The Silver Mergers – a Zero Sum Game
For centuries, indeed millennia, churches told their followers, particularly the poor and the meek, that they should not look for a reward for their sufferings in this life, but in a later life. Then in the middle of the 19th century the poor came to their senses and decided that Marx’s description of religion as the opium of the masses might actually have some truth in it. The poor have not been so meek and accepting of their lot in life ever since, or at least not in the West.
I was reminded of this philosophy of accepting your lot and awaiting a very much delayed reward when I initially encountered First Majestic Silver in New York back last decade. Frankly its “gospel” stuck in my craw more than most. Basically it was a story of a never ending spiral of added ounces in resources and production rising on the back of this. However it struck me as thin gruel so I had the temerity to ask the question “what about a dividend?’.
Now I knew what Oliver Twist felt like when he asked “Please sir can I have some more?” I was told that the investors’ reward was going to be in higher valuation not in mere piddling dividends. To the crowd of New Yorkers this supercilious approach from management did not go down well. Believe it or not there are investors out there who think that a dividend is a good thing. Maybe there is also good reason why the company rarely (never?) showed its face in London where a dividend is de rigueur for a producer in any metals. In Australia one is run out of town when production starts if one thinks one does not need to share the largesse with shareholders through an annual (or more frequent distribution).
Time Rolls On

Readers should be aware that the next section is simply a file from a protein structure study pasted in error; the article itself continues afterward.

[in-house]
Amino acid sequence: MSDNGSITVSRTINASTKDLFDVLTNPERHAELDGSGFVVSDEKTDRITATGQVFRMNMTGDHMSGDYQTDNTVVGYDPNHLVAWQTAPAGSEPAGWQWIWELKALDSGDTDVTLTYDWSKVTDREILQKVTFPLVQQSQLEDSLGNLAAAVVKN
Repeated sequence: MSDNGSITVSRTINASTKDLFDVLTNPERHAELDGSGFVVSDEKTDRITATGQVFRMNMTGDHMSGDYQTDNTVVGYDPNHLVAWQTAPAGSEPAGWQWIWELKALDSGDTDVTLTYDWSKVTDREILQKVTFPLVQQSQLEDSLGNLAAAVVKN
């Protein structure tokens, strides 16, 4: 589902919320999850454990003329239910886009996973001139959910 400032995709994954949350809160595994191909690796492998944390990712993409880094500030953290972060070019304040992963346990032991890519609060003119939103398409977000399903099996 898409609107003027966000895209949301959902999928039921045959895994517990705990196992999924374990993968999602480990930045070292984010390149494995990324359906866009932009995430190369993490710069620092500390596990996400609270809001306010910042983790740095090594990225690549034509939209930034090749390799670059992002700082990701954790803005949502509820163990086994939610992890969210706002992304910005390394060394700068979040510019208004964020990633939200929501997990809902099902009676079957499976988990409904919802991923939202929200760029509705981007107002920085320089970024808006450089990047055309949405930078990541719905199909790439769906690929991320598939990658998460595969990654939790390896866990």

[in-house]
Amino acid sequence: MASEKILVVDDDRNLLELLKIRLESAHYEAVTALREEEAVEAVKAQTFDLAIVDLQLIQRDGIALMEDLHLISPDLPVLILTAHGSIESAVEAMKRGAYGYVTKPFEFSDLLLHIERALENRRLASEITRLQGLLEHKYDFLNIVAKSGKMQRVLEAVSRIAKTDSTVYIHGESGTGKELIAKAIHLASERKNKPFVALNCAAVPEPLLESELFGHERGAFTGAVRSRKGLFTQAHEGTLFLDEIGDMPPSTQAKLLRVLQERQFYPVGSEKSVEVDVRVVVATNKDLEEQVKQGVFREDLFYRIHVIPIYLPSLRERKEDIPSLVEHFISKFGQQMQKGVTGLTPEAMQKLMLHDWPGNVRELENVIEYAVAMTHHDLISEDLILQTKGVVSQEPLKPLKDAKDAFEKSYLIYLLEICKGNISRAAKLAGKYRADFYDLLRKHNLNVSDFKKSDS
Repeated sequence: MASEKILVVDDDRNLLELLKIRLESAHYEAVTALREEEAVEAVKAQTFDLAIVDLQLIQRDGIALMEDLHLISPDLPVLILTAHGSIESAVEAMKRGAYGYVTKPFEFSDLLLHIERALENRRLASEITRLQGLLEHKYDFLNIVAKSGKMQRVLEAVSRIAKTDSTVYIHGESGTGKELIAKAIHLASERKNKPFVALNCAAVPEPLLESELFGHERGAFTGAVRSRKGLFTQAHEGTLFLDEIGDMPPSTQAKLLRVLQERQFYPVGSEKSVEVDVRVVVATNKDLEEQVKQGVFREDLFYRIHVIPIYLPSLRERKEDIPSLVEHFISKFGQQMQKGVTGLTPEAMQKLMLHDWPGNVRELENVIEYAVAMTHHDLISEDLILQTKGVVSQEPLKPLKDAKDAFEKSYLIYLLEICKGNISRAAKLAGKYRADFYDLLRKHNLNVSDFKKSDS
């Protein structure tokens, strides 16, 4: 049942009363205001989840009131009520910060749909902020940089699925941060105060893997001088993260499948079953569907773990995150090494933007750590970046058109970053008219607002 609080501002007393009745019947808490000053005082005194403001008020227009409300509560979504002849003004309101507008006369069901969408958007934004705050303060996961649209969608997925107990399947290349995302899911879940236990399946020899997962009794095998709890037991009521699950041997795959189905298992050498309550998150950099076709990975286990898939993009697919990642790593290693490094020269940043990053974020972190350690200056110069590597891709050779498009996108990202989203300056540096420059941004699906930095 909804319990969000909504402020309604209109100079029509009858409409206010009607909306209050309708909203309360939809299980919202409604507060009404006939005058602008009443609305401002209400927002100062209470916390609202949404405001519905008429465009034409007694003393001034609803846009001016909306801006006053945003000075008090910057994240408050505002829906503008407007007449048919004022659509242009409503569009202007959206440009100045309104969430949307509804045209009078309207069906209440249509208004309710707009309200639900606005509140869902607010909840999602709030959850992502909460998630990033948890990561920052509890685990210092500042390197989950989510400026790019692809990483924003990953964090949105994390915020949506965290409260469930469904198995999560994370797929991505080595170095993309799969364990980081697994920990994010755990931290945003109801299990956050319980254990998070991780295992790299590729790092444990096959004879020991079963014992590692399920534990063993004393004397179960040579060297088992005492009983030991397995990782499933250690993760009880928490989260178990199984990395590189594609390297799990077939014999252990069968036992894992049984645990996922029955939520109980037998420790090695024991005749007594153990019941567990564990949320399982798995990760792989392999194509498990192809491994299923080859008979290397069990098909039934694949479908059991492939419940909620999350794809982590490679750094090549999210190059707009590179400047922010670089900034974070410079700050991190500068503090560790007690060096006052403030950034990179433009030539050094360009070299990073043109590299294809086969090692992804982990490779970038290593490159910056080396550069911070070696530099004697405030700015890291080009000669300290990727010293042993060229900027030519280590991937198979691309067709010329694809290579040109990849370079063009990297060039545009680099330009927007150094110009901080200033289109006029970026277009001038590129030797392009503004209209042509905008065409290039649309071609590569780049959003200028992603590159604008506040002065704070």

Fortunately for First Majestic there were enough Canadian investors who were prepared to put up with not even getting a “widow’s mite” and the company was able to wash and repeat with generations of punters happy to let management get paid while they did not.. If reward in some financial afterlife was so great then why didn’t management work for free as well, taking their reward only in shares?
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The problem for those who did believe this story is that the stock is now wallowing near decade-lows down from over $25 when the NY crowd was told “heaven can wait”. Seems more like hell to us..
Spreading the Joy
So now we have First Majestic in its latest announcement saying that it has agreed a friendly merger with Silvercrest. The latter is a stock we have liked in the past.
If approved, SilverCrest’s Santa Elena Mine would be First Majestic’s sixth producing silver mine, with the mine projected to produce in a range of 4.7 million to 5.1 million silver-equivalent ounces in 2015.
First Majestic had recently claimed that its five operating mines in Mexico produced 3.8 million silver-equivalent ounces in the second quarter and are on pace for production of between 15.3 million and 17.1 million in 2015.